Tennessee Smart Yards Native Plants

A comprehensive database of Tennessee native plants

Making Sure Your Seeds Germinate

Seeds of many native plants have built-in protections that keep them from germinating at the wrong time, such as before a frost, in the fall, or during droughts. In the wild, seeds will lie dormant in the soil until the right conditions are present to insure success. There are a variety of methods that seeds use to break that dormancy, and many plant species have specific needs. To successfully grow a plant from seed, we often need to learn how specific seeds naturally break their dormancy. We can use these methods, called stratification, to increase the chances of seed germination.

Methods for breaking dormancy are quite varied and rely on one or more factors including air temperature, time, moisture, light vs. no light, and soil temperature. The most common methods involve a combination of moisture, air temperature and time. It can be as simple as two months in cold, dry storage and as complex as a lengthy sequence of alternating cold, moist periods, with warm, moist periods. (This method generally means a seed will require over a year to germinate).

There are general how-to guidelines derived from the experience of growers and hobbyists that will improve your success. Catalogs from native plant nurseries are a great source of information for particular plant species. Also, this website Native Plants for Tennessee operated by the University of Tennessee’s Smart Yards Program includes a description of 12 different methods for breaking dormancy in our Definitions section under Germination Codes. This germination code information was provided courtesy of Prairie Moon Nursery, a native plant source in Winona, Minnesota. In addition, each plant in our Native Plants for Tennessee database has a description of which method or methods work best. Plant specific data on this website is taken from a host of native plant resources including the Prairie Moon Nursery catalog.

The two most common methods are: (1) cold, dry storage, and (2) cold, wet storage. These methods are commonly called cold, dry stratification and cold, wet stratification.

Cold, dry stratification typically means you do not need to provide any pre-treatment. The native plant nursery will have stored the seed under these conditions prior to its sale. You can plant the seed as soon as your planting schedule requires it. Prior to planting, simply store the seed in a cool, dry place or under refrigeration at 33-40 degrees F.

Cold, wet stratification means seeds germinate after an approximate number of cold days and moist storage (typically around 60 days). Prairie Moon Nursery’s catalog describes two different methods of cold, wet stratification for the home gardener; this information is also available on their website at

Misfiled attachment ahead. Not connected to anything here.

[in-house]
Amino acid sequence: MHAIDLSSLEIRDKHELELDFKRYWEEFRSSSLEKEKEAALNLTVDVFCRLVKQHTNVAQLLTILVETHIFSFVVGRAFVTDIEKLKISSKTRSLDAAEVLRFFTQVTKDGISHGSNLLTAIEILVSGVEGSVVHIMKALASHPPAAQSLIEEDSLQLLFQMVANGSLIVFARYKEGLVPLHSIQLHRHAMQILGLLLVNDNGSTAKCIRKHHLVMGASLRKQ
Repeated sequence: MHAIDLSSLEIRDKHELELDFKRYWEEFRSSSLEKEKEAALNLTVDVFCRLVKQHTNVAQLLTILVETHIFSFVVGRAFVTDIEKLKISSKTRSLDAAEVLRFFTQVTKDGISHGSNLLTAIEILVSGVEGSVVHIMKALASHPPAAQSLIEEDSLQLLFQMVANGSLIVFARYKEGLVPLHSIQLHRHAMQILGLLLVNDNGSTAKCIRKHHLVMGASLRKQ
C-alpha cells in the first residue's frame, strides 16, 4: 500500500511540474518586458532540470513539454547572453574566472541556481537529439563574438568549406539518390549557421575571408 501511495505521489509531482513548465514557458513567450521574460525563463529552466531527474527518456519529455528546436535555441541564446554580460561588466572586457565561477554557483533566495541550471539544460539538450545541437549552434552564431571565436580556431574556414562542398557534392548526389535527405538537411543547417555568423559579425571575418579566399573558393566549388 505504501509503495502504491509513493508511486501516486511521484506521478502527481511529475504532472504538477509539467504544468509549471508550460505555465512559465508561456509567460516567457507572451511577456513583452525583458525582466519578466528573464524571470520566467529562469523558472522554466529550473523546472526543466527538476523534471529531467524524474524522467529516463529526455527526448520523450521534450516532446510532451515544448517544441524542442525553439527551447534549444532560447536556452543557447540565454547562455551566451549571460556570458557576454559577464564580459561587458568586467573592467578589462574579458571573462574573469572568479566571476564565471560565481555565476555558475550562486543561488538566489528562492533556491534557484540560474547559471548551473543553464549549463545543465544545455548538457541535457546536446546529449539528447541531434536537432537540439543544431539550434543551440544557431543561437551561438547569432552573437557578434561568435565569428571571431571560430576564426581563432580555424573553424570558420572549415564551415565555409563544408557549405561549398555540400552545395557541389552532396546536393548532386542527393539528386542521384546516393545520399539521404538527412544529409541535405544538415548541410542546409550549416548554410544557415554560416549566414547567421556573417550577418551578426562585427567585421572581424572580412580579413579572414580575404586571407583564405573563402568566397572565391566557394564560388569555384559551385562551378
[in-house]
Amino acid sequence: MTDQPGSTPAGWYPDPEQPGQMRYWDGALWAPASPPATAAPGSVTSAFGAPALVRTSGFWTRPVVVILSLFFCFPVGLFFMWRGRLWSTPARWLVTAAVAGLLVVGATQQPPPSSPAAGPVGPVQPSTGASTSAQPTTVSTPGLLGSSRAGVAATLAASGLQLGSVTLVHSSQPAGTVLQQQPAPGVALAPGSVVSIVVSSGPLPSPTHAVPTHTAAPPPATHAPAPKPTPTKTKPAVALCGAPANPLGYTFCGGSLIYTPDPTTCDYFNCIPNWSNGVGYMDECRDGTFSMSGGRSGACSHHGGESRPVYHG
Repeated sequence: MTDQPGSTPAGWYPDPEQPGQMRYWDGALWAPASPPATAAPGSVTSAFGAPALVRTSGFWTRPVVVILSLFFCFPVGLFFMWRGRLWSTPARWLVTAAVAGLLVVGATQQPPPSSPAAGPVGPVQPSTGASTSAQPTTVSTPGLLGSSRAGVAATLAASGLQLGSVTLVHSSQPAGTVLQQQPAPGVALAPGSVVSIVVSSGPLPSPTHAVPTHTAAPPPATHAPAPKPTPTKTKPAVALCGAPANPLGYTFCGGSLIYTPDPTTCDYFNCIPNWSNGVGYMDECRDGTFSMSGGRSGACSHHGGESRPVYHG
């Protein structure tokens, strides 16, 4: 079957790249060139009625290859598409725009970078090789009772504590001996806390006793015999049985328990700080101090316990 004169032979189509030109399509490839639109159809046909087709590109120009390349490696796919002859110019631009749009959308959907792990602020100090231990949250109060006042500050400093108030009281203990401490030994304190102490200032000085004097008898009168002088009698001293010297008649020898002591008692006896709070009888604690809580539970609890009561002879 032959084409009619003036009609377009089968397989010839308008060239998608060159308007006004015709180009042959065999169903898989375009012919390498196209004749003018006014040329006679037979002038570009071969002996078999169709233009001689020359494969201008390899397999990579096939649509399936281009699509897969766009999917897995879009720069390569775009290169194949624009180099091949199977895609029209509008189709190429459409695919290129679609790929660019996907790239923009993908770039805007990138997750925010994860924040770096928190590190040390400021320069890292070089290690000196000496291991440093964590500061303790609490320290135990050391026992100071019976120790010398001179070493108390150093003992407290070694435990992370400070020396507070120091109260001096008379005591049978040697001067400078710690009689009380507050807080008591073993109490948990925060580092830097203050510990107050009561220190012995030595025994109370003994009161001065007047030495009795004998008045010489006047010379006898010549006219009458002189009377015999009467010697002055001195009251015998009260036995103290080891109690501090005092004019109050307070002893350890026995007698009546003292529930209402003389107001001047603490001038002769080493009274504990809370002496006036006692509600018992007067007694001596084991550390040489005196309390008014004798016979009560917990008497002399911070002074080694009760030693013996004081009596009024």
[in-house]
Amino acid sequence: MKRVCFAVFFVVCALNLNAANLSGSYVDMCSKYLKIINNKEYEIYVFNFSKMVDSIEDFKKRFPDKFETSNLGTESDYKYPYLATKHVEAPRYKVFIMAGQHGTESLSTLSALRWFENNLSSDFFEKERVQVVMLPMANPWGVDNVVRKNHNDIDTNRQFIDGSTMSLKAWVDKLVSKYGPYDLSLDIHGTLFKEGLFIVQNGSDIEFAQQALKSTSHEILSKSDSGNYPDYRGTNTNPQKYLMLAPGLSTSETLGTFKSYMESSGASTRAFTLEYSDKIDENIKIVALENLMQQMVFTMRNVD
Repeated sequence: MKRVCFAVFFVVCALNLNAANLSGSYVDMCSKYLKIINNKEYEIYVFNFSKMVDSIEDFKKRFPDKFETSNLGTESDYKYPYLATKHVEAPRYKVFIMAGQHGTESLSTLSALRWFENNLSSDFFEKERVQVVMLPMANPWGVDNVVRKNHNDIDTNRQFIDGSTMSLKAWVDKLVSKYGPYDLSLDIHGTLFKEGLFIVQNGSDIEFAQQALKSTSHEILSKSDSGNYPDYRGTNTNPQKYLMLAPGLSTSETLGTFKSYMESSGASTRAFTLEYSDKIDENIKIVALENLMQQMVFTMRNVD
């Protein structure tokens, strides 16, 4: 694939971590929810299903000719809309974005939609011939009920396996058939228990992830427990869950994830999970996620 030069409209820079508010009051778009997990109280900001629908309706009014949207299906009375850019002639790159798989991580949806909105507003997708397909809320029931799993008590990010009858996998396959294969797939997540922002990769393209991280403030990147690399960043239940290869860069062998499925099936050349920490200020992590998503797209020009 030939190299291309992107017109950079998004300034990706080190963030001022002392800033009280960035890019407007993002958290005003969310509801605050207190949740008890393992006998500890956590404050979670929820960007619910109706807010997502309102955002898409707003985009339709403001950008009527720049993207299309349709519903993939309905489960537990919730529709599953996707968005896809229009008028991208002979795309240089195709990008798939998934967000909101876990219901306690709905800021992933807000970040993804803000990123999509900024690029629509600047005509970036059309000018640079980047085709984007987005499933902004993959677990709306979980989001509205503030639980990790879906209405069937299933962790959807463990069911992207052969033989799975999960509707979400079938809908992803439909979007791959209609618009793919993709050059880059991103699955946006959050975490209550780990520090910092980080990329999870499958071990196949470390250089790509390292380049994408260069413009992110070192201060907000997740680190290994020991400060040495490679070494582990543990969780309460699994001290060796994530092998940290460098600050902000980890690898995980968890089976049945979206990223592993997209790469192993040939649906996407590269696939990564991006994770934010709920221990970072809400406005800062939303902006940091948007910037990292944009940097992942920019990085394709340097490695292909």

https://www.prairiemoon.com/blog/resources-and-information/how-to-germinate-native-seeds

The first method is storing seed in dampened sand as follows:
(1) Add 1 -2 teaspoons of water to 1/3 cup fine sand for each 1/8 oz of seed to be treated.
(2) Mix the seed, sand and water and refrigerate in a sealed plastic bag for the required time period.

The second method is using a dampened paper towel or coffee filter as follows:
(1) Rinse a coffee filter or paper towel in water and squeeze out excess water.
(2) Place seed in a single layer on the damp paper, fold over the paper and place it in a sealed plastic bag.
(3) Add a dry paper towel inside the bag to help maintain even moisture by pulling excessive moisture away.
(4) Store in the bag in the refrigerator for the required time period.

For more detail, see Prairie Moon’s step-by-step tutorials at https://www.prairiemoon.com/PDF/PrairieMoon.StartingFromSeedSheetWEB.pdf

From a very practical standpoint, the easiest way to do cold, wet stratification is to let nature do it for you. Simply plant the seed outside in its designated spot in late fall or early winter and allow the seed to go through nature’s stratification process. This eliminates the need to monitor your refrigerated seed for premature sprouting, mold, or drying out. However, you will need to increase the amount of seed that you plant to allow for seed loss during the winter because seeds are susceptible to hungry birds or rodents, can be blown away by wind, and washed away by rain.

Always remember, each plant has its own set of adaptations for germination. Be sure to check the specific germination requirements for the specific plant species you want to grow. It is a little more work, but it can make the difference between success and failure.

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